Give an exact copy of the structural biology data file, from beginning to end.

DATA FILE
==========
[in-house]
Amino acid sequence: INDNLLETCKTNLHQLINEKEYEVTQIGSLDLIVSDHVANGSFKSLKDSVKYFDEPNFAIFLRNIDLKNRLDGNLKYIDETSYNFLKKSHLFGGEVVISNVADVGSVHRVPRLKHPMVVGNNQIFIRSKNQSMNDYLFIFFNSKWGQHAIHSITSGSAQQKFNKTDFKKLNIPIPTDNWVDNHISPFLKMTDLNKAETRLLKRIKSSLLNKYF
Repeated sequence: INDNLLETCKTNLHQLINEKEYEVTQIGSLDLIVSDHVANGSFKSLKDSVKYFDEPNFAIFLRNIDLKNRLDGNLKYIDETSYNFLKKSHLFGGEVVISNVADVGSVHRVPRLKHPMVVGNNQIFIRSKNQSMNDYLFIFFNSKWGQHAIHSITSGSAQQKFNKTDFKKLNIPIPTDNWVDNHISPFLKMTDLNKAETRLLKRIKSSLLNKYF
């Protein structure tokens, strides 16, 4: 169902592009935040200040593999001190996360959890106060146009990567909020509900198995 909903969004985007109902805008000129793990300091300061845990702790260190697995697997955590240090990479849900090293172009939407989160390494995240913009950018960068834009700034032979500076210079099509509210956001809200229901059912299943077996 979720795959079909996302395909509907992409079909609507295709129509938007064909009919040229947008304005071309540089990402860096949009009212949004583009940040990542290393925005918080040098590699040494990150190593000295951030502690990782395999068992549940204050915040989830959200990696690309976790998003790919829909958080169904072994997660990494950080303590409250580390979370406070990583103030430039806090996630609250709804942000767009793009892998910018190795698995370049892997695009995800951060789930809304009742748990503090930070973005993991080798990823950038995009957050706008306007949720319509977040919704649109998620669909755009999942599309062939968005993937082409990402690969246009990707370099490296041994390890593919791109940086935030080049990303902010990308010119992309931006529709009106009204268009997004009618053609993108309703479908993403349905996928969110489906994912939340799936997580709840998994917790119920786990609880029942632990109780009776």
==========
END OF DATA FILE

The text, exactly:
[in-house]
Amino acid sequence: INDNLLETCKTNLHQLINEKEYEVTQIGSLDLIVSDHVANGSFKSLKDSVKYFDEPNFAIFLRNIDLKNRLDGNLKYIDETSYNFLKKSHLFGGEVVISNVADVGSVHRVPRLKHPMVVGNNQIFIRSKNQSMNDYLFIFFNSKWGQHAIHSITSGSAQQKFNKTDFKKLNIPIPTDNWVDNHISPFLKMTDLNKAETRLLKRIKSSLLNKYF
Repeated sequence: INDNLLETCKTNLHQLINEKEYEVTQIGSLDLIVSDHVANGSFKSLKDSVKYFDEPNFAIFLRNIDLKNRLDGNLKYIDETSYNFLKKSHLFGGEVVISNVADVGSVHRVPRLKHPMVVGNNQIFIRSKNQSMNDYLFIFFNSKWGQHAIHSITSGSAQQKFNKTDFKKLNIPIPTDNWVDNHISPFLKMTDLNKAETRLLKRIKSSLLNKYF
């Protein structure tokens, strides 16, 4: 169902592009935040200040593999001190996360959890106060146009990567909020509900198995 909903969004985007109902805008000129793990300091300061845990702790260190697995697997955590240090990479849900090293172009939407989160390494995240913009950018960068834009700034032979500076210079099509509210956001809200229901059912299943077996 979720795959079909996302395909509907992409079909609507295709129509938007064909009919040229947008304005071309540089990402860096949009009212949004583009940040990542290393925005918080040098590699040494990150190593000295951030502690990782395999068992549940204050915040989830959200990696690309976790998003790919829909958080169904072994997660990494950080303590409250580390979370406070990583103030430039806090996630609250709804942000767009793009892998910018190795698995370049892997695009995800951060789930809304009742748990503090930070973005993991080798990823950038995009957050706008306007949720319509977040919704649109998620669909755009999942599309062939968005993937082409990402690969246009990707370099490296041994390890593919791109940086935030080049990303902010990308010119992309931006529709009106009204268009997004009618053609993108309703479908993403349905996928969110489906994912939340799936997580709840998994917790119920786990609880029942632990109780009776």